IDEAS home Printed from https://ideas.repec.org/
MyIDEAS: Login to save this paper or follow this series

Why Europe Should Love Tax Competition - and the U.S. Even More So

  • Eckhard Janeba
  • Guttorm Schjelderup

Is global competition for mobile capital harmful (less public goods) or beneficial (less government waste)? This paper combines both aspects within a generalized version of the comparative public finance model (Persson, Roland and Tabellini, 2000) by introducing multiple countries and endogenous tax bases. We consider the role of political institutions and compare parliamentary democracies (Europe) and presidential-congressional systems (USA) to show that increasing tax competition is likely to improve voter welfare, even if public good supply decreases because rents to politicians also fall. The conditions for voter welfare to improve are less stringent under the presidential-congressional system than under parliamentary democracies. Increasing tax competition lowers voter welfare if the only benefit to politicians is to divert resources from the government budget and the future is valued highly.

If you experience problems downloading a file, check if you have the proper application to view it first. In case of further problems read the IDEAS help page. Note that these files are not on the IDEAS site. Please be patient as the files may be large.

File URL: http://www.nber.org/papers/w9334.pdf
Download Restriction: no

Paper provided by National Bureau of Economic Research, Inc in its series NBER Working Papers with number 9334.

as
in new window

Length:
Date of creation: Nov 2002
Date of revision:
Handle: RePEc:nbr:nberwo:9334
Note: PE
Contact details of provider: Postal: National Bureau of Economic Research, 1050 Massachusetts Avenue Cambridge, MA 02138, U.S.A.
Phone: 617-868-3900
Web page: http://www.nber.org
Email:


More information through EDIRC

References listed on IDEAS
Please report citation or reference errors to , or , if you are the registered author of the cited work, log in to your RePEc Author Service profile, click on "citations" and make appropriate adjustments.:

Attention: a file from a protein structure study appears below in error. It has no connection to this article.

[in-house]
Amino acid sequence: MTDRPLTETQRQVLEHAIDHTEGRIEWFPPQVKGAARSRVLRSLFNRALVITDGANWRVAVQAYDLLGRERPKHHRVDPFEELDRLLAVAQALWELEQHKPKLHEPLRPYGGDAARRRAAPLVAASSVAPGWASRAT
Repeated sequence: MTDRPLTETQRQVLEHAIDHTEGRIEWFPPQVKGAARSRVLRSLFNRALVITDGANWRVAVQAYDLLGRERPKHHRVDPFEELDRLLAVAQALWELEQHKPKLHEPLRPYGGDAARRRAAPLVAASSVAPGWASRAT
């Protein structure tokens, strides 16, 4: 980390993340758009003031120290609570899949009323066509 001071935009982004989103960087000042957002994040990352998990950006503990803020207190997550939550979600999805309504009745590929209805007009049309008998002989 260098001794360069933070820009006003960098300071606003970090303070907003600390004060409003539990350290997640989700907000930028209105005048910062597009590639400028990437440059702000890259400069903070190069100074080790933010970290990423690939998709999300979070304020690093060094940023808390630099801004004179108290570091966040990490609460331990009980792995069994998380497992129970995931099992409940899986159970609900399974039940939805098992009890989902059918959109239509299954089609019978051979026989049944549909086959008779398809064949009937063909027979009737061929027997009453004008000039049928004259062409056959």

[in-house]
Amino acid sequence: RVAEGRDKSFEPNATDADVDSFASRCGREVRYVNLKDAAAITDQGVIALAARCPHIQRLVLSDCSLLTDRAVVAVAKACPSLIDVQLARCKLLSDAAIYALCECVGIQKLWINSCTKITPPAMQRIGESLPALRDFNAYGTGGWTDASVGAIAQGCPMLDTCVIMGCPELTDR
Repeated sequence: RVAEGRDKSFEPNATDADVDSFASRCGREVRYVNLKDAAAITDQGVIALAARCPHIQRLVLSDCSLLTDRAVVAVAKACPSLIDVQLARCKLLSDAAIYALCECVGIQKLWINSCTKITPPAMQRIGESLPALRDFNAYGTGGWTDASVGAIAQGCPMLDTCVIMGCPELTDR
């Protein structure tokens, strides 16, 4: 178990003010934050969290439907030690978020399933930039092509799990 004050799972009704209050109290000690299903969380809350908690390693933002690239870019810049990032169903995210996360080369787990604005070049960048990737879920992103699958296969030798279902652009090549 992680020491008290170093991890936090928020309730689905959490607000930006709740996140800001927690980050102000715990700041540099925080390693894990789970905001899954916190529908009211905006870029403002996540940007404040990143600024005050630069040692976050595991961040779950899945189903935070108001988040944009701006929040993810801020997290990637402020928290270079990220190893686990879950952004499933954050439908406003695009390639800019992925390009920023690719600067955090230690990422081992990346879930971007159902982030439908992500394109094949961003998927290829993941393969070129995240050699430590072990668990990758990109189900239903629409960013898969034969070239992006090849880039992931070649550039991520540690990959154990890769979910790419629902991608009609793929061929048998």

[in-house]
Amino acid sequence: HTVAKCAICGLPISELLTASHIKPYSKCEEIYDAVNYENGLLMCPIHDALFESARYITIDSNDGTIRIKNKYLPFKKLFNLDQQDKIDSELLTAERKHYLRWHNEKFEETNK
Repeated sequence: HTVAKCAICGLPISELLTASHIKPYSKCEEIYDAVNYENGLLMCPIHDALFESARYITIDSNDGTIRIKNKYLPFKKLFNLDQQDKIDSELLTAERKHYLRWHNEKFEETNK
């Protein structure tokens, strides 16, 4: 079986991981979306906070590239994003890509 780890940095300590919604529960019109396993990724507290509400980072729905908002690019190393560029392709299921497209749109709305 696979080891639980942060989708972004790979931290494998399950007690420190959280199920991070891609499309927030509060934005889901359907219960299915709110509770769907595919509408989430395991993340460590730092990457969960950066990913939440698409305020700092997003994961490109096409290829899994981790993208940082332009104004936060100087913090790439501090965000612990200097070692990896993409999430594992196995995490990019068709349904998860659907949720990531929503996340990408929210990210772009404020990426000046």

as in new window
  1. Persson, Torsten & Roland, Gérard & Tabellini, Guido, 1997. "Comparative Politics and Public Finance," CEPR Discussion Papers 1737, C.E.P.R. Discussion Papers.
  2. Lorz, Jens Oliver, 1996. "Capital mobility, tax competition, and lobbying for redistributive capital taxation," Kiel Working Papers 779, Kiel Institute for the World Economy.
  3. Torsten Persson & Guido Tabellini, 1990. "The Politics of 1992: Fiscal Policy and European Integration," NBER Working Papers 3460, National Bureau of Economic Research, Inc.
  4. Wilson, John Douglas, 1999. "Theories of Tax Competition," National Tax Journal, National Tax Association, vol. 52(n. 2), pages 269-304, June.
  5. Dani Rodrik, 1996. "Why Do More Open Economies Have Bigger Governments?," NBER Working Papers 5537, National Bureau of Economic Research, Inc.
  6. Jeremy Edwards & Michael Keen, 1994. "Tax competition and Leviathon," IFS Working Papers W94/07, Institute for Fiscal Studies.
  7. repec:cup:cbooks:9780521027922 is not listed on IDEAS
  8. Persson, T. & Tabellini, G., 1997. "Political Economics and Macroeconomic Policy," Papers 630, Stockholm - International Economic Studies.
  9. Grossman, G.M. & Helpman, E., 1992. "Protection for Sale," Papers 21-92, Tel Aviv.
  10. Besley, Timothy & Case, Anne, 1995. "Incumbent Behavior: Vote-Seeking, Tax-Setting, and Yardstick Competition," American Economic Review, American Economic Association, vol. 85(1), pages 25-45, March.
  11. Wilson, John D., 1986. "A theory of interregional tax competition," Journal of Urban Economics, Elsevier, vol. 19(3), pages 296-315, May.
  12. Roger H. Gordon & John D. Wilson, 2001. "Expenditure Competition," NBER Working Papers 8189, National Bureau of Economic Research, Inc.
  13. Besley, Timothy J. & Smart, Michael, 2002. "Does Tax Competition Raise Voter Welfare?," CEPR Discussion Papers 3131, C.E.P.R. Discussion Papers.
Full references (including those not matched with items on IDEAS)

This item is not listed on Wikipedia, on a reading list or among the top items on IDEAS.

When requesting a correction, please mention this item's handle: RePEc:nbr:nberwo:9334. See general information about how to correct material in RePEc.

For technical questions regarding this item, or to correct its authors, title, abstract, bibliographic or download information, contact: ()

If you have authored this item and are not yet registered with RePEc, we encourage you to do it here. This allows to link your profile to this item. It also allows you to accept potential citations to this item that we are uncertain about.

If references are entirely missing, you can add them using this form.

If the full references list an item that is present in RePEc, but the system did not link to it, you can help with this form.

If you know of missing items citing this one, you can help us creating those links by adding the relevant references in the same way as above, for each refering item. If you are a registered author of this item, you may also want to check the "citations" tab in your profile, as there may be some citations waiting for confirmation.

Please note that corrections may take a couple of weeks to filter through the various RePEc services.

This information is provided to you by IDEAS at the Research Division of the Federal Reserve Bank of St. Louis using RePEc data.